Lindsay moves to place officer on campuses
Resident calls move a 'Gestapo' tactic
Despite accusations of “Gestapo”-like tactics by resident Gerard Samulski, the City Council voted to approve the use of $100,000 for a full-time School Resource Officer (SRO) for the Lindsay Unified School District.
City Manager Rich Wilkinson said the officer would “provide safety and security on campuses.”
He added that it was his intent and hope to have the council approve the waiver, have the officer stationed at the high school, and have him/her visit campuses every day.
Samulski explained his opposition to having an officer on school campus and compared it to the reign of Adolf Hitler and the Gestapo.
“Ridiculous. I don’t see any reason to have armed guards in the high school. All it does is terrorize children,” said Samulski who pointed out that if there was trouble on the campus the kids should call 9-1-1.
One proponent, Suzzane Terrill, who works for the LUSD, spoke about how kids want the officer.
“Our students see the officer as someone they want to emulate,” said Terrill, who added that through various school surveys they had asked for an SRO.
Another LUSD employee, Karen Dixon, who has 20 years of experience in education and is the Director of Research and Evaluation, talked about the importance of having a safe environment for the students to reach their potential.
“The importance of a safe environment is fundamental,” said Dixon.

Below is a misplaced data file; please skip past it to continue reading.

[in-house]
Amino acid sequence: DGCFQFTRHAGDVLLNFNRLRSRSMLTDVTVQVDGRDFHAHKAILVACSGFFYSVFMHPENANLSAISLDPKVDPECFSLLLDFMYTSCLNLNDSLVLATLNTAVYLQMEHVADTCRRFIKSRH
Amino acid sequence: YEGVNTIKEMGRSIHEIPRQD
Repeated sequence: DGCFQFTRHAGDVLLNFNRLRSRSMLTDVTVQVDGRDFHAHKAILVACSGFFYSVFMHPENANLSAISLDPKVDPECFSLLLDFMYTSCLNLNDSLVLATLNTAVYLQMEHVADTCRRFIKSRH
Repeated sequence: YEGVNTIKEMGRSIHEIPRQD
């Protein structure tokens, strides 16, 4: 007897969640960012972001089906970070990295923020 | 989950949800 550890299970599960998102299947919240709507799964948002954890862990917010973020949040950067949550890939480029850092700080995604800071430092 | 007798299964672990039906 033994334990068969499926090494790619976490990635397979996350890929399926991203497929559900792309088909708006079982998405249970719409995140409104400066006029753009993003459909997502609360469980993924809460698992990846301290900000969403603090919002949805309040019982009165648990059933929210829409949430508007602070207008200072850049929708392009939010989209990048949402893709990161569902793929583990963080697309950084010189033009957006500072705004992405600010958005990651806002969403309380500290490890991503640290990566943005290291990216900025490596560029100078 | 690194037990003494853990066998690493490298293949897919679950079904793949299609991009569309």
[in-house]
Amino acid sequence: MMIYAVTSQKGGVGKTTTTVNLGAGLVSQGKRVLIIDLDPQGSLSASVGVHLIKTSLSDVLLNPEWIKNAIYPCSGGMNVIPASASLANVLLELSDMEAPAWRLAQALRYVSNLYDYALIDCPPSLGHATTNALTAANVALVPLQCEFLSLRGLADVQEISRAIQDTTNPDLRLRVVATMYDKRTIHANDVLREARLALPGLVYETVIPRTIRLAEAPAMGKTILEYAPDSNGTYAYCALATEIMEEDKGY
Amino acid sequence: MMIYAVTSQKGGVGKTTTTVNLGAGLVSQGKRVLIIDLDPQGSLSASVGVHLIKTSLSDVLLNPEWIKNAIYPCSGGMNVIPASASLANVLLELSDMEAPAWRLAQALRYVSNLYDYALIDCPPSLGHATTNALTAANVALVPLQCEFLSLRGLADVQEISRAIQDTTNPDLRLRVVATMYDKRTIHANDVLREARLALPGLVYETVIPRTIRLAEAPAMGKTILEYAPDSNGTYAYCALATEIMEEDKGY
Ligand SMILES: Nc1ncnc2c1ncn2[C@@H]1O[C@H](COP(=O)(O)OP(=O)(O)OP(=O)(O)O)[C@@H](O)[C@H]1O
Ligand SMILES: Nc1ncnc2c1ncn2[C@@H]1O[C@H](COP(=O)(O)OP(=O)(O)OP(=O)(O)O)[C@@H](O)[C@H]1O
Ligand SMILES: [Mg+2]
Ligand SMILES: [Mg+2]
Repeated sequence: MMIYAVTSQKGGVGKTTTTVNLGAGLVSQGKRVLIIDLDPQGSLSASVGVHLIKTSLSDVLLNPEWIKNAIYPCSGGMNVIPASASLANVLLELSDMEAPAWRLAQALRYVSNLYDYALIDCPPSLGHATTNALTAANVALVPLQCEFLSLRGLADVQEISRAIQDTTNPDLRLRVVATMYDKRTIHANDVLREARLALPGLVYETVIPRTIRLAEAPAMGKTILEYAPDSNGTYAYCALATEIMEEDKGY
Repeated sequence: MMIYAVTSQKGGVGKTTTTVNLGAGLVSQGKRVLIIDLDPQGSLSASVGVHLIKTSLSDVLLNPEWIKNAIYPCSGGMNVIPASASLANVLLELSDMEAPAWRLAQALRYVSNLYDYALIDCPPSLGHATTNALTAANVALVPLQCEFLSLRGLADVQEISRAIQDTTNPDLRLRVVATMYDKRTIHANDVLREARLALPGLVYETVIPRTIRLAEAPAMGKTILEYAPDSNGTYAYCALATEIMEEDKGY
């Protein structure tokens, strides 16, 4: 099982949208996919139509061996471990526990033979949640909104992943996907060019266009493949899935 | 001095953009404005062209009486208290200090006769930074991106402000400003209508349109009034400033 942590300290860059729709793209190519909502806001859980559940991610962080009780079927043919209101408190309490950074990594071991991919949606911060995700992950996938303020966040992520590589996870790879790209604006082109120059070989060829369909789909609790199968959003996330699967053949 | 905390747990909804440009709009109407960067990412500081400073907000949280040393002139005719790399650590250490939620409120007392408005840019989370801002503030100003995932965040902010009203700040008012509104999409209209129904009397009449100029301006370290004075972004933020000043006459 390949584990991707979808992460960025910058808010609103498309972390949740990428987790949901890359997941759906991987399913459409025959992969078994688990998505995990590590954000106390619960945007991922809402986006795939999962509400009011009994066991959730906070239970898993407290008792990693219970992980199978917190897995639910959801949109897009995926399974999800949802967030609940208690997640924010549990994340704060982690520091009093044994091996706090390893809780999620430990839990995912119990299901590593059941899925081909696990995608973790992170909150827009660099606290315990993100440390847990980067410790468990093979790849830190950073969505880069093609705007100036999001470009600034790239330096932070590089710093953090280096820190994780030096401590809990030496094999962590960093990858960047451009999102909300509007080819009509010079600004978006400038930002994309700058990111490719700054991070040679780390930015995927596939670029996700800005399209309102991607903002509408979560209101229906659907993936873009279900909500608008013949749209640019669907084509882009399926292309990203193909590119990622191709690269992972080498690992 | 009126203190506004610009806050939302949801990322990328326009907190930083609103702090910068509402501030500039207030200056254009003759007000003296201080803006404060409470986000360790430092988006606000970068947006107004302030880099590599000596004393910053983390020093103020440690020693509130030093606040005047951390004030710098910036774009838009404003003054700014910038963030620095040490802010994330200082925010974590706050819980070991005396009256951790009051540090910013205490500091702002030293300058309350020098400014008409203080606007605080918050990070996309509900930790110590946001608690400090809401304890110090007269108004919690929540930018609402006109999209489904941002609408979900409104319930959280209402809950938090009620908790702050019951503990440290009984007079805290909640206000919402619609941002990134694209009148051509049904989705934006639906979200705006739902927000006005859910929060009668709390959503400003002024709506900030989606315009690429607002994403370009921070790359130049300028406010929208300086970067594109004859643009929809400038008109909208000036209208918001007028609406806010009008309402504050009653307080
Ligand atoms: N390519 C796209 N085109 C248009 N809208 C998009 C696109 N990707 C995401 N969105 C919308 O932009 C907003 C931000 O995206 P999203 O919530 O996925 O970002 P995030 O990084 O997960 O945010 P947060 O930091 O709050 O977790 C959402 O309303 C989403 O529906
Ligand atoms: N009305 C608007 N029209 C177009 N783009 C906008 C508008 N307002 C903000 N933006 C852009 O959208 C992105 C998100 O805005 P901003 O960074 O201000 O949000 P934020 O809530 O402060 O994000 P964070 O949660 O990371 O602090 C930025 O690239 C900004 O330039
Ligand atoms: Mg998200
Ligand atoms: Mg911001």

Tulare County Judge and former mayor of Lindsay Valeriano Saucedo talked about his time as a juvenile judge and made a final point.
“Having an officer on campus is key to preventing violence,” said Saucedo.
Council member Ramona Villarreal-Padilla wanted to know how long it would take to have an officer on campus.
Wilkinson replied that it would be this year if approved.
Mayor Pro Tem Esteban Velasquez clarified that the money would be a two-year fund for one sworn officer.
Padilla talked about working for 10 years with Lindsay Healthy Start and getting first-hand knowledge. She also added that her kids felt safe and thought it was a good idea.
Velasquez, who works for Corcoran Unified, added that they have an officer and that he is beneficial.
“Students are more attentive to items. He’s invaluable to the campus,” said Velasquez.
The council then approved the resolution unanimously with Mayor Ed Murray and Councilwoman Pam Kimball absent.
The city will apply to the State Community Block Grant for a waiver that will allow it to use the $100,000 to hire the officer. The money will come from a business assistance revolving loan.